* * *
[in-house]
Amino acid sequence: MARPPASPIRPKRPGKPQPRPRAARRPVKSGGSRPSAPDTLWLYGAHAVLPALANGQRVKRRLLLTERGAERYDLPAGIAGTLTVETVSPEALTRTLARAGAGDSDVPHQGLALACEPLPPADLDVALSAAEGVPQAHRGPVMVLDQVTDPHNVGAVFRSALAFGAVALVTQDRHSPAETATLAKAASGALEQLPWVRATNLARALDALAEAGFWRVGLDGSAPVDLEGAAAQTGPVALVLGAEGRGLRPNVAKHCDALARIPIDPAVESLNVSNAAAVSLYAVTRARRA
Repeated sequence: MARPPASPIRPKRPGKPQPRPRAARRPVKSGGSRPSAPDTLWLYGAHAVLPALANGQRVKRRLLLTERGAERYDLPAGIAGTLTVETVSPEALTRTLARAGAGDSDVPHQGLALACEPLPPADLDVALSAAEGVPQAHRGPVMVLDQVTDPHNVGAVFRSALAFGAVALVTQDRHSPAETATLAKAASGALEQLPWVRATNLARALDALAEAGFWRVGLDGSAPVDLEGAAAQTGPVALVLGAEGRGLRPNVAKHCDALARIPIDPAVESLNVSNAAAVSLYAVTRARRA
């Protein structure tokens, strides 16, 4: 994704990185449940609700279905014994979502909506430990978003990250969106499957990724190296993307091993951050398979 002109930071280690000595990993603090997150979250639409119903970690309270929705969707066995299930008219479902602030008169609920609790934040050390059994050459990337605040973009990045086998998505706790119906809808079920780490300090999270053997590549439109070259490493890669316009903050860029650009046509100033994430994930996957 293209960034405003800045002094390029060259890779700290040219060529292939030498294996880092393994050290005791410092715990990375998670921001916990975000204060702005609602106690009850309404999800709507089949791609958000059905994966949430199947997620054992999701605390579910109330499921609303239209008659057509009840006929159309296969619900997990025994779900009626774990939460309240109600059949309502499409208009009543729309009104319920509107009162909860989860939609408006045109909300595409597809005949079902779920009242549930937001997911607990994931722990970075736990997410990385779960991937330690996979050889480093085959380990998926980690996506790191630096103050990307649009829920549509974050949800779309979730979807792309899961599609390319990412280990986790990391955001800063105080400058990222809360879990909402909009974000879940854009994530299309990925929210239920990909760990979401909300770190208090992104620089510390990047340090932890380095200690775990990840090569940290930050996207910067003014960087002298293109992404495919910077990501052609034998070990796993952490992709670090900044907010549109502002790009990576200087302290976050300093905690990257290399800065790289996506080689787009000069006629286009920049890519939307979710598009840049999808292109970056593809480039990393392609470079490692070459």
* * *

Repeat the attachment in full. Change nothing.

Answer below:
[in-house]
Amino acid sequence: MARPPASPIRPKRPGKPQPRPRAARRPVKSGGSRPSAPDTLWLYGAHAVLPALANGQRVKRRLLLTERGAERYDLPAGIAGTLTVETVSPEALTRTLARAGAGDSDVPHQGLALACEPLPPADLDVALSAAEGVPQAHRGPVMVLDQVTDPHNVGAVFRSALAFGAVALVTQDRHSPAETATLAKAASGALEQLPWVRATNLARALDALAEAGFWRVGLDGSAPVDLEGAAAQTGPVALVLGAEGRGLRPNVAKHCDALARIPIDPAVESLNVSNAAAVSLYAVTRARRA
Repeated sequence: MARPPASPIRPKRPGKPQPRPRAARRPVKSGGSRPSAPDTLWLYGAHAVLPALANGQRVKRRLLLTERGAERYDLPAGIAGTLTVETVSPEALTRTLARAGAGDSDVPHQGLALACEPLPPADLDVALSAAEGVPQAHRGPVMVLDQVTDPHNVGAVFRSALAFGAVALVTQDRHSPAETATLAKAASGALEQLPWVRATNLARALDALAEAGFWRVGLDGSAPVDLEGAAAQTGPVALVLGAEGRGLRPNVAKHCDALARIPIDPAVESLNVSNAAAVSLYAVTRARRA
């Protein structure tokens, strides 16, 4: 994704990185449940609700279905014994979502909506430990978003990250969106499957990724190296993307091993951050398979 002109930071280690000595990993603090997150979250639409119903970690309270929705969707066995299930008219479902602030008169609920609790934040050390059994050459990337605040973009990045086998998505706790119906809808079920780490300090999270053997590549439109070259490493890669316009903050860029650009046509100033994430994930996957 293209960034405003800045002094390029060259890779700290040219060529292939030498294996880092393994050290005791410092715990990375998670921001916990975000204060702005609602106690009850309404999800709507089949791609958000059905994966949430199947997620054992999701605390579910109330499921609303239209008659057509009840006929159309296969619900997990025994779900009626774990939460309240109600059949309502499409208009009543729309009104319920509107009162909860989860939609408006045109909300595409597809005949079902779920009242549930937001997911607990994931722990970075736990997410990385779960991937330690996979050889480093085959380990998926980690996506790191630096103050990307649009829920549509974050949800779309979730979807792309899961599609390319990412280990986790990391955001800063105080400058990222809360879990909402909009974000879940854009994530299309990925929210239920990909760990979401909300770190208090992104620089510390990047340090932890380095200690775990990840090569940290930050996207910067003014960087002298293109992404495919910077990501052609034998070990796993952490992709670090900044907010549109502002790009990576200087302290976050300093905690990257290399800065790289996506080689787009000069006629286009920049890519939307979710598009840049999808292109970056593809480039990393392609470079490692070459």